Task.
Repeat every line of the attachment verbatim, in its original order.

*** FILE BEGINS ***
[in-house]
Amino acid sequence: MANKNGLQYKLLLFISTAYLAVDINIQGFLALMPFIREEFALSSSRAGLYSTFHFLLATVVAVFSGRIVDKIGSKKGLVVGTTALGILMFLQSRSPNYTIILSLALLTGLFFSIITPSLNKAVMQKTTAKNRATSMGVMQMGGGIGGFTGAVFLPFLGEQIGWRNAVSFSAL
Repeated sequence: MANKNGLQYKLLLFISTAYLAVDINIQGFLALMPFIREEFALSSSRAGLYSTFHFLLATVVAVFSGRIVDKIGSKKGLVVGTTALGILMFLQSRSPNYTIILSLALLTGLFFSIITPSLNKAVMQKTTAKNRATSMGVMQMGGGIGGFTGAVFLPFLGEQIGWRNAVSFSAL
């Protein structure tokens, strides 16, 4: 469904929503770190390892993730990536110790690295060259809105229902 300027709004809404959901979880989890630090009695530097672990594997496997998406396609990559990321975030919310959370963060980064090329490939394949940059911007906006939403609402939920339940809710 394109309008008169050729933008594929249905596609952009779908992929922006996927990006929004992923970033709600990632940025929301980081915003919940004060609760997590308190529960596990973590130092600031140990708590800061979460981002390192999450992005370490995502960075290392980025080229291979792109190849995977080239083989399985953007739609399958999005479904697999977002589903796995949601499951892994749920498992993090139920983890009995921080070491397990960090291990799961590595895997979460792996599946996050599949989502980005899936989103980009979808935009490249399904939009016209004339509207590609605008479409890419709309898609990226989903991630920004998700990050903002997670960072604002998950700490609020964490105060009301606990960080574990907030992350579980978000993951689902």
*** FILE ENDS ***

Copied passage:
[in-house]
Amino acid sequence: MANKNGLQYKLLLFISTAYLAVDINIQGFLALMPFIREEFALSSSRAGLYSTFHFLLATVVAVFSGRIVDKIGSKKGLVVGTTALGILMFLQSRSPNYTIILSLALLTGLFFSIITPSLNKAVMQKTTAKNRATSMGVMQMGGGIGGFTGAVFLPFLGEQIGWRNAVSFSAL
Repeated sequence: MANKNGLQYKLLLFISTAYLAVDINIQGFLALMPFIREEFALSSSRAGLYSTFHFLLATVVAVFSGRIVDKIGSKKGLVVGTTALGILMFLQSRSPNYTIILSLALLTGLFFSIITPSLNKAVMQKTTAKNRATSMGVMQMGGGIGGFTGAVFLPFLGEQIGWRNAVSFSAL
């Protein structure tokens, strides 16, 4: 469904929503770190390892993730990536110790690295060259809105229902 300027709004809404959901979880989890630090009695530097672990594997496997998406396609990559990321975030919310959370963060980064090329490939394949940059911007906006939403609402939920339940809710 394109309008008169050729933008594929249905596609952009779908992929922006996927990006929004992923970033709600990632940025929301980081915003919940004060609760997590308190529960596990973590130092600031140990708590800061979460981002390192999450992005370490995502960075290392980025080229291979792109190849995977080239083989399985953007739609399958999005479904697999977002589903796995949601499951892994749920498992993090139920983890009995921080070491397990960090291990799961590595895997979460792996599946996050599949989502980005899936989103980009979808935009490249399904939009016209004339509207590609605008479409890419709309898609990226989903991630920004998700990050903002997670960072604002998950700490609020964490105060009301606990960080574990907030992350579980978000993951689902």